The Honeywell HIH3610-001 sensor interfaces like the Motorola MPX4115 does for atmospheric pressure and with the same useful temperature range, from -40 degrees C to 85 degrees C (-40 to +185 F), with a linear voltage output to an ADC (such as the LTC1298) proportional to relative humidity from 0 to 100%.  For a couple of dollars more, the -003 version of the HIH3610 each come calibrated with a printout.  This is useful for more accurate applications, and also means that the specific sensor has been tested.  You can find the full specifications for the HIH3610 through www.honeywell.com/sensing.

    Some other relative humidity sensors such as the one supplied by Fascinating Electronics function as a capacitor whose value changes with relative humidity.  These may be functional down to only about 0oC.

    The Honeywell sensors are marketed in Canada through Electro Sonic Inc.

    Tipping Bucket rain gauges. 
    These measure rainfall by collecting water in a small bucket that tips at a certain point, and when it tips a magnet passes by and closes a reed switch, and a counter records this action.  The rain gauge is usually calibrated to the number of 'tips' counted that in turn indicate how many  inches of rain have fallen.
    The rain gauge kit marketed by Dallas Semiconductor for use with the 1-Wire system could be adapted for counting with your system controller.  See Peter Anderson's web site for a PIC-based counter that could be used for the Dallas unit or a home-built rain gauge.

    Water flow
    - If you want to measure water flow in a stream or river, this could be a counting operation using a propellor or paddlewheel driving a magnet rotating over a reed switch, similar to the approach used for the rain gauge or anemometer.  Placement and calibration of the instrument could be interesting.

    Ambient Light
    - More to follow.

    Sky Conditions
    - sky temperature/cloud cover

    If you need to know if the sky is clear or cloudy at night, you might be interested in the detectors designed by Chuck Koller, N3BEZ,  who has an astronomical observatory.  These designs use the Heimann Optoelectronics TPS 534 thermopile/thermistor reference. There is other interesting information on his web site on the control and automation of his telescope.

    Lightning Strikes - direction and distance

    Have you considered looking for lightning activity electronically, to know where it's coming from and how far away it is ?  Do you often worry about lightning coming close to home and frying your computer, radios and other equipment ?

    There are several approaches to plotting the location of lightning strikes that are used by the government services networks in Canada, the USA and elsewhere, such as the time of arrival of energy from an individual strike at each of three or more monitoring stations, and computing the location from this information.  The monitoring stations use timing from the Global Positioning Satellites and send the data by satellite to a central unit for processing.  The computed location information is then relayed to weather offices, all in a matter of moments.  You can learn about these approaches by searching the WWW for 'lightning detection'.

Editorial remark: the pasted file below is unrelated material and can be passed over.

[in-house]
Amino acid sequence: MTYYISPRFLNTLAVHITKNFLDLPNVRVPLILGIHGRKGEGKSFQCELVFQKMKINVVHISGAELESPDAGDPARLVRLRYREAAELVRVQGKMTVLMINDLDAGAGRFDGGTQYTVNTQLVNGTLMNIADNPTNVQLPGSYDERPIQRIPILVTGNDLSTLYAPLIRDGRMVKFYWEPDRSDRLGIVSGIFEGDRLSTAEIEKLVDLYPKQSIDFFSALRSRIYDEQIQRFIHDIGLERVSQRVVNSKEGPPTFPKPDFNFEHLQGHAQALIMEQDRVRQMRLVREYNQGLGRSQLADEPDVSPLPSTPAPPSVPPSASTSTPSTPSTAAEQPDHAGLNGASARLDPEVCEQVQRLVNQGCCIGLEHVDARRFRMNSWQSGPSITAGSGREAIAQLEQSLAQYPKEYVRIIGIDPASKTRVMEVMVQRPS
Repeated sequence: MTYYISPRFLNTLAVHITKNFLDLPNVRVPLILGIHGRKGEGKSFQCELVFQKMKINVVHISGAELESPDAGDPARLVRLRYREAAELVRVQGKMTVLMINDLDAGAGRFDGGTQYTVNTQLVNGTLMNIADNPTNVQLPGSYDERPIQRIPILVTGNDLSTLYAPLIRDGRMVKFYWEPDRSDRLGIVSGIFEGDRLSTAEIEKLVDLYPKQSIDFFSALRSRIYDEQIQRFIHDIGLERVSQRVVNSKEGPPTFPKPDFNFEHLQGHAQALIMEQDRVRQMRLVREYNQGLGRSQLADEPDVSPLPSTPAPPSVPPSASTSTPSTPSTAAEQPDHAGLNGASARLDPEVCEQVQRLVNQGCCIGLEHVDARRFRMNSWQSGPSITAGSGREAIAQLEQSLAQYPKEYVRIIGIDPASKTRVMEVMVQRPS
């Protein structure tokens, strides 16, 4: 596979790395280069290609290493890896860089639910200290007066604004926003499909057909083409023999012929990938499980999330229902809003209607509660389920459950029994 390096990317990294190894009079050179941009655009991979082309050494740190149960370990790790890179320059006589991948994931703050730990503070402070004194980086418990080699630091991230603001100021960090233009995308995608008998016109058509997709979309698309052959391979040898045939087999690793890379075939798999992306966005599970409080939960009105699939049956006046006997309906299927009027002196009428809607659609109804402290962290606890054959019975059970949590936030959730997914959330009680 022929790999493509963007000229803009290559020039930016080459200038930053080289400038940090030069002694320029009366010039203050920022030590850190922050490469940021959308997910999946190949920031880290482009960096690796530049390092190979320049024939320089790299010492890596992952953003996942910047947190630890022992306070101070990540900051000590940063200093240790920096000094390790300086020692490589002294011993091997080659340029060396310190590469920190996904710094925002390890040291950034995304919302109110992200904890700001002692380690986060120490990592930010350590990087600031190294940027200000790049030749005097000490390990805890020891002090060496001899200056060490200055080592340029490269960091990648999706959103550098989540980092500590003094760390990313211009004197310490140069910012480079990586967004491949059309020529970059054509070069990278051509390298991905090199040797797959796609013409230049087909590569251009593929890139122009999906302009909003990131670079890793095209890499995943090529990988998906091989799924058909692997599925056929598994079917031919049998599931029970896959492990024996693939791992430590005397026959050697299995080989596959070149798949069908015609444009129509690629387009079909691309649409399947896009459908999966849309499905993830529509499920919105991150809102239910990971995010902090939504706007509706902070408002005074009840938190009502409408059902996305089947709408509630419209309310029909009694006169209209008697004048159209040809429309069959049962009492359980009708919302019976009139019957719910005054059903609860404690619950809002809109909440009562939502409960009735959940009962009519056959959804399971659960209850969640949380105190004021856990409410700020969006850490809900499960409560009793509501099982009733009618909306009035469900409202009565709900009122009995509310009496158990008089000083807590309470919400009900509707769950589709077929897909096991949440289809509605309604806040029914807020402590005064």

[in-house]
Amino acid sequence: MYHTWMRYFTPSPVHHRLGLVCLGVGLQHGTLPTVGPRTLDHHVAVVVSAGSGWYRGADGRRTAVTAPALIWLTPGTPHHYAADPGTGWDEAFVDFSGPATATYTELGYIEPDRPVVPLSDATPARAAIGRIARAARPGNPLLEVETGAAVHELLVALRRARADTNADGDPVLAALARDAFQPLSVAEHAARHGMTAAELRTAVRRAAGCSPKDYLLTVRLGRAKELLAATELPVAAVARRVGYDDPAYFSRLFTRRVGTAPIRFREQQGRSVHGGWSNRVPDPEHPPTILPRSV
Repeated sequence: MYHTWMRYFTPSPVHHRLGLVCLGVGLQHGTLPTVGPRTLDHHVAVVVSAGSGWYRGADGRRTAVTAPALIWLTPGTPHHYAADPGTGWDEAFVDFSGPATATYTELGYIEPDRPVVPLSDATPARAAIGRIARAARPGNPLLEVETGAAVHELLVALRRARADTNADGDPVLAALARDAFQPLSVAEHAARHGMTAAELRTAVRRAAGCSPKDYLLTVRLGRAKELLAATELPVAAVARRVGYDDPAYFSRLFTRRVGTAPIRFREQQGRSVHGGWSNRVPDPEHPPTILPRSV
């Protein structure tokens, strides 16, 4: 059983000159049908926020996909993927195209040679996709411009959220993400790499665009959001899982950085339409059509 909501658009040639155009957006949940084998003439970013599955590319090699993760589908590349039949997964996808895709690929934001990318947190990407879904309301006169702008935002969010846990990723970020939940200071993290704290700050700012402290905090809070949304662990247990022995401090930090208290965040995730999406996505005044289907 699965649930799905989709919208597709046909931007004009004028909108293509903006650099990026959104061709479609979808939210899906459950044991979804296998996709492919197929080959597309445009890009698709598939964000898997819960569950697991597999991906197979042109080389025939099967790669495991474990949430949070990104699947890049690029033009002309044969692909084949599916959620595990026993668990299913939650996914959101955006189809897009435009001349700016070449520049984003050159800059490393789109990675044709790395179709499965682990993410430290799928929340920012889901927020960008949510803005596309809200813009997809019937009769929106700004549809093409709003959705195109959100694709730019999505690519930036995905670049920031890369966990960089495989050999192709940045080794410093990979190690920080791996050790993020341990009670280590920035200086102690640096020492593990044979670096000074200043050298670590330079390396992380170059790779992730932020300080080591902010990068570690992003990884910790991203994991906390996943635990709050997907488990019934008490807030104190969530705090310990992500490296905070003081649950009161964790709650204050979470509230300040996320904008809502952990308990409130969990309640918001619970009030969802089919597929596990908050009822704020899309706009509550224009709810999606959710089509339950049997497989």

As an individual, you probably don't need to know the location of each individual lightning strike.   However, knowing generally where the lightning activity is from your location and how far away it is would be both useful and interesting.  You could estimate if the electrical storm is going to make it to your location.  I remember that many years ago there was an article in QST magazine for a detector design that did this, showing on an oscilloscope the azimuth and approximate distance of lightning activity .  This design used two loop antennas oriented north-south and east-west.  I searched the web for a design for a similar lightning monitor, and I finally found one that could be readily built by an individual.

    Pennsylvania State University hosts a design on the Web for the GP 1 Lightning Locator.  It is intended as a stand-alone detector of lightning cells and can plot their locations out to about 500 kM from the receiver.  The display is to a map overlay on a PC monitor.   This detector uses crossed loop antennas, and could be built by anyone sufficiently interested.  The web site has complete design details for the antennas, circuits for the electronics, layouts for the printed circuit boards, and downloads for the software.   You will probably find this design interesting, even if you do not plan to build a system yourself.  Building a GP 1 station could be a worthwhile group or club project.

    A commercial design using the same principles as the GP 1 is sold by Boltek, the LD250 interfaced to a laptop or desktop PC, for $799.00US.

       Here is a design for a lightning detector using the Dallas Semiconductor 1-Wire technology at <http://www.timbitson.com/weather/owlm/index.html>.  This could be adapted for a different counting method using your station controller.

      Another design for a lightning detector at <http://www.techlib.com/electronics/lightning.html>  uses the static crash at radio frequencies of about 300 KHz.

    The two designs noted above are intended to count the occurrences of lightning flashes.  They do not indicate the distance or location of the storm.  Needless to say, you must use lots of caution and common sense in putting probes up for lightning detection.  Do so at your own risk.  If you do not understand the potential dangers, it would be best to consider buying a commercially-made unit.

    Go to the Weather and Environmental Monitoring Introductory  Page. Go to the Notes and Links - Commercial and Kit Stations  Page. Go to the Dallas 1-Wire 
    System Resource Page.
    Go to the West Carleton 
    A R C Home Page.
    Go to the WCARC 902-928 MHz Band Project Web Site. Send Email to me -
    Graham Ide   VE3BYT